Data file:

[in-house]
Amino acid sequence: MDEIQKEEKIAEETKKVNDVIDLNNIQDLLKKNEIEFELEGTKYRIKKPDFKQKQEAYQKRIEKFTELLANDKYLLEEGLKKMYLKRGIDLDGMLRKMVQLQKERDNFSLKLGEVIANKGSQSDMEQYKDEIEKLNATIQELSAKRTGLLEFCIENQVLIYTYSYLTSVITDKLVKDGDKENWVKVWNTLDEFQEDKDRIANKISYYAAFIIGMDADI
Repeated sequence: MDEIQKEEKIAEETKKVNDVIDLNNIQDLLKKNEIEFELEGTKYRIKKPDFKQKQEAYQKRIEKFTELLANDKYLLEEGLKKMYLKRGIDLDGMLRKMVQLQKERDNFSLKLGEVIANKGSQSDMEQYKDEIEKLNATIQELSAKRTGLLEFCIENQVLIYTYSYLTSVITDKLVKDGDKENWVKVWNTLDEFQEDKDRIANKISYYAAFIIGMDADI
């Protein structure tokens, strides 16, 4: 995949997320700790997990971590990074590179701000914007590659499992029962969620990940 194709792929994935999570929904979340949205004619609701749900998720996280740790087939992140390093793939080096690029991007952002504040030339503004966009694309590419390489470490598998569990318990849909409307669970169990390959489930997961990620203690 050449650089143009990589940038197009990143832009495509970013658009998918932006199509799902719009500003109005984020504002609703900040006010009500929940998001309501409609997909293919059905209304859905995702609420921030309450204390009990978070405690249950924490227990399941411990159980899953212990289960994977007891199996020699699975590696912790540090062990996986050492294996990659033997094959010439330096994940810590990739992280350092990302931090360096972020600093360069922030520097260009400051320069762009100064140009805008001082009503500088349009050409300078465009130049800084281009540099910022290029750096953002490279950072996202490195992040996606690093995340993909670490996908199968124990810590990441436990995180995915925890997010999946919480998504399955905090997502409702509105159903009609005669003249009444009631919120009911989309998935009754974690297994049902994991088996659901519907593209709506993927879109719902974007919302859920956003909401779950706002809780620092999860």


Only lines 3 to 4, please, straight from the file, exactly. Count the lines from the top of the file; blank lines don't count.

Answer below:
Repeated sequence: MDEIQKEEKIAEETKKVNDVIDLNNIQDLLKKNEIEFELEGTKYRIKKPDFKQKQEAYQKRIEKFTELLANDKYLLEEGLKKMYLKRGIDLDGMLRKMVQLQKERDNFSLKLGEVIANKGSQSDMEQYKDEIEKLNATIQELSAKRTGLLEFCIENQVLIYTYSYLTSVITDKLVKDGDKENWVKVWNTLDEFQEDKDRIANKISYYAAFIIGMDADI
């Protein structure tokens, strides 16, 4: 995949997320700790997990971590990074590179701000914007590659499992029962969620990940 194709792929994935999570929904979340949205004619609701749900998720996280740790087939992140390093793939080096690029991007952002504040030339503004966009694309590419390489470490598998569990318990849909409307669970169990390959489930997961990620203690 050449650089143009990589940038197009990143832009495509970013658009998918932006199509799902719009500003109005984020504002609703900040006010009500929940998001309501409609997909293919059905209304859905995702609420921030309450204390009990978070405690249950924490227990399941411990159980899953212990289960994977007891199996020699699975590696912790540090062990996986050492294996990659033997094959010439330096994940810590990739992280350092990302931090360096972020600093360069922030520097260009400051320069762009100064140009805008001082009503500088349009050409300078465009130049800084281009540099910022290029750096953002490279950072996202490195992040996606690093995340993909670490996908199968124990810590990441436990995180995915925890997010999946919480998504399955905090997502409702509105159903009609005669003249009444009631919120009911989309998935009754974690297994049902994991088996659901519907593209709506993927879109719902974007919302859920956003909401779950706002809780620092999860």